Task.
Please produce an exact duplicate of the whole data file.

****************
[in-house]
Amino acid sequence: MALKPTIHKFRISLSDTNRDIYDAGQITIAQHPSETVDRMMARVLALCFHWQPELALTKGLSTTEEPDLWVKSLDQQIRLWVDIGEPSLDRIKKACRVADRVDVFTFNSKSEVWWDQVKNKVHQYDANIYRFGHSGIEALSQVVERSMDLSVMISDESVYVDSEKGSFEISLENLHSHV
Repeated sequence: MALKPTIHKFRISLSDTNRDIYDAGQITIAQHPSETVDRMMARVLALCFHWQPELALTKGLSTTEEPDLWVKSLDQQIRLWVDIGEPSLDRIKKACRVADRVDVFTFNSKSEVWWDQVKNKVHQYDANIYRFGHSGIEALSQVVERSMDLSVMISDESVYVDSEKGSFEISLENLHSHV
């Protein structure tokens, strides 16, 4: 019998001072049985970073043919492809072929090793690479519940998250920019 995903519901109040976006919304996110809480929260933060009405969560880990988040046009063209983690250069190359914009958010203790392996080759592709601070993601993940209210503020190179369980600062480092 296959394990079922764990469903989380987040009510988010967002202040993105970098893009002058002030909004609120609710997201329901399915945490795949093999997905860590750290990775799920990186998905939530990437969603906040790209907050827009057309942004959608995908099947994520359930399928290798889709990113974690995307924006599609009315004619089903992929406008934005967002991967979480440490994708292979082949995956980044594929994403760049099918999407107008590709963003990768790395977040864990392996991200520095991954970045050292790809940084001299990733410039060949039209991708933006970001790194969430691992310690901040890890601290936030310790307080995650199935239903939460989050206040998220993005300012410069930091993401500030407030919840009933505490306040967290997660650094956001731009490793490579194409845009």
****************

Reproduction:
[in-house]
Amino acid sequence: MALKPTIHKFRISLSDTNRDIYDAGQITIAQHPSETVDRMMARVLALCFHWQPELALTKGLSTTEEPDLWVKSLDQQIRLWVDIGEPSLDRIKKACRVADRVDVFTFNSKSEVWWDQVKNKVHQYDANIYRFGHSGIEALSQVVERSMDLSVMISDESVYVDSEKGSFEISLENLHSHV
Repeated sequence: MALKPTIHKFRISLSDTNRDIYDAGQITIAQHPSETVDRMMARVLALCFHWQPELALTKGLSTTEEPDLWVKSLDQQIRLWVDIGEPSLDRIKKACRVADRVDVFTFNSKSEVWWDQVKNKVHQYDANIYRFGHSGIEALSQVVERSMDLSVMISDESVYVDSEKGSFEISLENLHSHV
């Protein structure tokens, strides 16, 4: 019998001072049985970073043919492809072929090793690479519940998250920019 995903519901109040976006919304996110809480929260933060009405969560880990988040046009063209983690250069190359914009958010203790392996080759592709601070993601993940209210503020190179369980600062480092 296959394990079922764990469903989380987040009510988010967002202040993105970098893009002058002030909004609120609710997201329901399915945490795949093999997905860590750290990775799920990186998905939530990437969603906040790209907050827009057309942004959608995908099947994520359930399928290798889709990113974690995307924006599609009315004619089903992929406008934005967002991967979480440490994708292979082949995956980044594929994403760049099918999407107008590709963003990768790395977040864990392996991200520095991954970045050292790809940084001299990733410039060949039209991708933006970001790194969430691992310690901040890890601290936030310790307080995650199935239903939460989050206040998220993005300012410069930091993401500030407030919840009933505490306040967290997660650094956001731009490793490579194409845009």